A Philadelphia, Pennsylvania, group that fought to have a box removed from covering up a Christopher Columbus statue in a south side park has filed a lawsuit against the city’s mayor and members of the historical commission for threatening to remove the statue.
The Friends of Marconi Plaza filed the lawsuit on May 25 in the Court of Common Pleas of Philadelphia County, demanding a jury trial and naming Mayor James Kenney, as well as Robert Thomas, Kimberly Washington, Daniel McCoubrey, Emily Cooperman, Jonathan E. Farnham, Kenneth Woodson, Ralph S. Pinkus and Stephen Petit.
The defendants are accused of voting with malice in several administrative hearings to remove a statue of Christopher Columbus from Marconi Plaza, and engaging in misconduct by following instructions from Kenney to vote how he wanted them to vote, the lawsuit alleges.
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“Acting through the Philadelphia Historical Commission (“PHC”) and the Philadelphia Board of Licenses & Inspection Review (the “Board”), Defendants abused and exceeded their legal authority in a malicious conspiracy to deprive Plaintiff and the citizens of Philadelphia of their civil rights,” the suit reads.
In 1876, the Italian-American community of Philadelphia donated a statue of Christopher Columbus to the city to celebrate the country’s 100-year anniversary.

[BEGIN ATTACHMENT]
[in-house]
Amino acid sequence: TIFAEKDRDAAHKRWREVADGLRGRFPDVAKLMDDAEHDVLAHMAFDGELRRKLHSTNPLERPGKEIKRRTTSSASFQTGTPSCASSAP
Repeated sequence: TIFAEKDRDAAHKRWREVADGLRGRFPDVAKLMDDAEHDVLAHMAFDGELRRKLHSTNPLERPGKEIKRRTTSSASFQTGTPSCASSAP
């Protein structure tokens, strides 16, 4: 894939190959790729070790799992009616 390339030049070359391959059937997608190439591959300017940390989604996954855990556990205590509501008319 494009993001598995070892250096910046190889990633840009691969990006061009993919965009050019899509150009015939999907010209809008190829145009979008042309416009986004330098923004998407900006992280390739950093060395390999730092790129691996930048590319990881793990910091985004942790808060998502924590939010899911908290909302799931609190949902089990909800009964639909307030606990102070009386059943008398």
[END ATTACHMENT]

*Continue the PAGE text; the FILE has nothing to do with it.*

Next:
The statue was sculpted in Italy out of marble, and funded by numerous groups and individuals, including then king of Italy, King Victor Emmanuel II.
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Not only did the statue pay homage to Columbus’ discovery of the new world for European nations, but it was also emblematic of the journey of many Italian-Americans who came to the U.S. for a new life.
For centuries, Columbus was credited with discovering America, but throughout that course, the European pioneer was found to have treated indigenous people already on the land poorly.
Things really came to a head in 2020, when the statue became a symbol of hate to some, and to others it was a symbol of important history.
The two groups clashed as those who supported the historical importance protected the statue from vandalism. The clash became violent, and people were arrested.
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As a result, the statue was covered with a box, and out of concern for public safety, Kenney ordered the statue be removed.
Although Columbus was celebrated as an explorer for centuries, Kenney said he had a “much more infamous” history of enslaving and punishing the indigenous people, including severing limbs and death.
Kenney’s decision to remove the statue was overturned by a judge who said city officials failed to prove the statue posed a threat to public safety.
In December 2022, a commonwealth court ruling allowed for a wood box painted with green, white and red stripes to be removed from covering the statue.
The judge also allowed for a clear structure to be built around the statue.
Source: Fox News